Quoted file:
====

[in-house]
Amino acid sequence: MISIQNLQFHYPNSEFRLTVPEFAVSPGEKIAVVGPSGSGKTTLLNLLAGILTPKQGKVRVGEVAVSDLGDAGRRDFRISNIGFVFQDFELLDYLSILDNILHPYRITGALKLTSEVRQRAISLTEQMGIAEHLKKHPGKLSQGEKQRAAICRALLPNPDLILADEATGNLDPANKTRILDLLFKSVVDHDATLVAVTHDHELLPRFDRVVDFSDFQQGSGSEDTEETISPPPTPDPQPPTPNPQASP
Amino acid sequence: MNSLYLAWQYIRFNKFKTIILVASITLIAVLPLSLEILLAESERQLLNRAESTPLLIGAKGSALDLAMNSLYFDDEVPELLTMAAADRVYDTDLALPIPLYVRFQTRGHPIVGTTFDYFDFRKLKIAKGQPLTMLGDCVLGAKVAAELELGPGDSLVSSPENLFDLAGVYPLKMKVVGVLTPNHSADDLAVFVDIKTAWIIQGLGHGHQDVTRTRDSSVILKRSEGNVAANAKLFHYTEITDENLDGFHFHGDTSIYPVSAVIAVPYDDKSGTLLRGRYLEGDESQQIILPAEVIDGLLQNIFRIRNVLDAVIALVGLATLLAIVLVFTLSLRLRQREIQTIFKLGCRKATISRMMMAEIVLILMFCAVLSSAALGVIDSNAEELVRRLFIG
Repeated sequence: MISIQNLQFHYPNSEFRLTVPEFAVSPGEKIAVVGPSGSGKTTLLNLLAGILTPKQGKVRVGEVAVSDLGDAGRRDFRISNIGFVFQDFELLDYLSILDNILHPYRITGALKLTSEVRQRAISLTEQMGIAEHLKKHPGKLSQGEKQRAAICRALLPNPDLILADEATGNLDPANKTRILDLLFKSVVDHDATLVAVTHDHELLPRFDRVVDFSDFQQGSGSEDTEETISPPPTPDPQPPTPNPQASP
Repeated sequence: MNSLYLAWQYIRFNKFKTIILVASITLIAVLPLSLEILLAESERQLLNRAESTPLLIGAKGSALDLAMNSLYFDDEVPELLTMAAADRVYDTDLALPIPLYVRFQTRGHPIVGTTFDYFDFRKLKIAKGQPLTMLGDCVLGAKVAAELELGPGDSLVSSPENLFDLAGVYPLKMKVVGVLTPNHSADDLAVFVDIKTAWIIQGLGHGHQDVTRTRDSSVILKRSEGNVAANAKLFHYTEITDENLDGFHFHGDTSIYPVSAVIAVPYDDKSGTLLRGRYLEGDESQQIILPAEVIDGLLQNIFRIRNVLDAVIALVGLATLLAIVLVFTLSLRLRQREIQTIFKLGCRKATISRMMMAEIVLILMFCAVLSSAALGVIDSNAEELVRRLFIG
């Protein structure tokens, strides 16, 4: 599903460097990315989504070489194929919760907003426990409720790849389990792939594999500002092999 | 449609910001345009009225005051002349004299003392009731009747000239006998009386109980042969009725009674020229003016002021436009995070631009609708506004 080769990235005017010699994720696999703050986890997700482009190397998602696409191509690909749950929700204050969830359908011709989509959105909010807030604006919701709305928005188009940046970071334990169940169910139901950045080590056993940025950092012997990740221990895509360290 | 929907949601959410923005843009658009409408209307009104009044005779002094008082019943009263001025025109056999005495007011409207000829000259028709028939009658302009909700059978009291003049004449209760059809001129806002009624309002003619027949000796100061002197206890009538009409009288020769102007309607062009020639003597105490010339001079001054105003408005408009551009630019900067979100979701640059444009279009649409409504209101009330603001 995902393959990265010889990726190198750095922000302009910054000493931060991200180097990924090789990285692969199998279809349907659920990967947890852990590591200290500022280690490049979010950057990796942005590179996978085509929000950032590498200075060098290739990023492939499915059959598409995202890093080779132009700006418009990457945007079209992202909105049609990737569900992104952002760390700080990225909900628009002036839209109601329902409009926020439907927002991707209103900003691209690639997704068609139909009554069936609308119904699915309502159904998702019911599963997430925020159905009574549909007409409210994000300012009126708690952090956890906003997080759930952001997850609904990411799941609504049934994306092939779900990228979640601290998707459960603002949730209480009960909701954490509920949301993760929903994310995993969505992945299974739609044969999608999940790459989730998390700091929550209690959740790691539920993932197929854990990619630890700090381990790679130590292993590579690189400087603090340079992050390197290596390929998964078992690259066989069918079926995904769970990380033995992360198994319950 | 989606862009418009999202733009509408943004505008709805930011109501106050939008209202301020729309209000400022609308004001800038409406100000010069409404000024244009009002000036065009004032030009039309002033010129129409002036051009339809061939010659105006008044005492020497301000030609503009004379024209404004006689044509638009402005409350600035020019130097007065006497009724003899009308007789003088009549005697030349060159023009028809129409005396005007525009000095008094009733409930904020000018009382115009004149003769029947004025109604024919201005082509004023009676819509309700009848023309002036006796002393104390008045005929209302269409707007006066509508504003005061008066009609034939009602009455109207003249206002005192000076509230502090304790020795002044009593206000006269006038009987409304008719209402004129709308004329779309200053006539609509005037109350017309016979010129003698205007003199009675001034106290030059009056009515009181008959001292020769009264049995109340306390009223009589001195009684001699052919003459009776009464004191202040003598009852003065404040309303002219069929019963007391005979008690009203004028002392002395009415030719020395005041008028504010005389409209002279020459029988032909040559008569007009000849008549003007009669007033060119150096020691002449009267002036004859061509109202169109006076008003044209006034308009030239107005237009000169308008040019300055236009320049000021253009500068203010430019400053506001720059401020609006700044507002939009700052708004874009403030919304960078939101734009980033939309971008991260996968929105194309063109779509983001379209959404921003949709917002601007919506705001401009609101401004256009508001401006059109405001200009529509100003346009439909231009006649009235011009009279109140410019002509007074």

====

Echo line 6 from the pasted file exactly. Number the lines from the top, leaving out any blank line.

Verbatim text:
């Protein structure tokens, strides 16, 4: 599903460097990315989504070489194929919760907003426990409720790849389990792939594999500002092999 | 449609910001345009009225005051002349004299003392009731009747000239006998009386109980042969009725009674020229003016002021436009995070631009609708506004 080769990235005017010699994720696999703050986890997700482009190397998602696409191509690909749950929700204050969830359908011709989509959105909010807030604006919701709305928005188009940046970071334990169940169910139901950045080590056993940025950092012997990740221990895509360290 | 929907949601959410923005843009658009409408209307009104009044005779002094008082019943009263001025025109056999005495007011409207000829000259028709028939009658302009909700059978009291003049004449209760059809001129806002009624309002003619027949000796100061002197206890009538009409009288020769102007309607062009020639003597105490010339001079001054105003408005408009551009630019900067979100979701640059444009279009649409409504209101009330603001 995902393959990265010889990726190198750095922000302009910054000493931060991200180097990924090789990285692969199998279809349907659920990967947890852990590591200290500022280690490049979010950057990796942005590179996978085509929000950032590498200075060098290739990023492939499915059959598409995202890093080779132009700006418009990457945007079209992202909105049609990737569900992104952002760390700080990225909900628009002036839209109601329902409009926020439907927002991707209103900003691209690639997704068609139909009554069936609308119904699915309502159904998702019911599963997430925020159905009574549909007409409210994000300012009126708690952090956890906003997080759930952001997850609904990411799941609504049934994306092939779900990228979640601290998707459960603002949730209480009960909701954490509920949301993760929903994310995993969505992945299974739609044969999608999940790459989730998390700091929550209690959740790691539920993932197929854990990619630890700090381990790679130590292993590579690189400087603090340079992050390197290596390929998964078992690259066989069918079926995904769970990380033995992360198994319950 | 989606862009418009999202733009509408943004505008709805930011109501106050939008209202301020729309209000400022609308004001800038409406100000010069409404000024244009009002000036065009004032030009039309002033010129129409002036051009339809061939010659105006008044005492020497301000030609503009004379024209404004006689044509638009402005409350600035020019130097007065006497009724003899009308007789003088009549005697030349060159023009028809129409005396005007525009000095008094009733409930904020000018009382115009004149003769029947004025109604024919201005082509004023009676819509309700009848023309002036006796002393104390008045005929209302269409707007006066509508504003005061008066009609034939009602009455109207003249206002005192000076509230502090304790020795002044009593206000006269006038009987409304008719209402004129709308004329779309200053006539609509005037109350017309016979010129003698205007003199009675001034106290030059009056009515009181008959001292020769009264049995109340306390009223009589001195009684001699052919003459009776009464004191202040003598009852003065404040309303002219069929019963007391005979008690009203004028002392002395009415030719020395005041008028504010005389409209002279020459029988032909040559008569007009000849008549003007009669007033060119150096020691002449009267002036004859061509109202169109006076008003044209006034308009030239107005237009000169308008040019300055236009320049000021253009500068203010430019400053506001720059401020609006700044507002939009700052708004874009403030919304960078939101734009980033939309971008991260996968929105194309063109779509983001379209959404921003949709917002601007919506705001401009609101401004256009508001401006059109405001200009529509100003346009439909231009006649009235011009009279109140410019002509007074």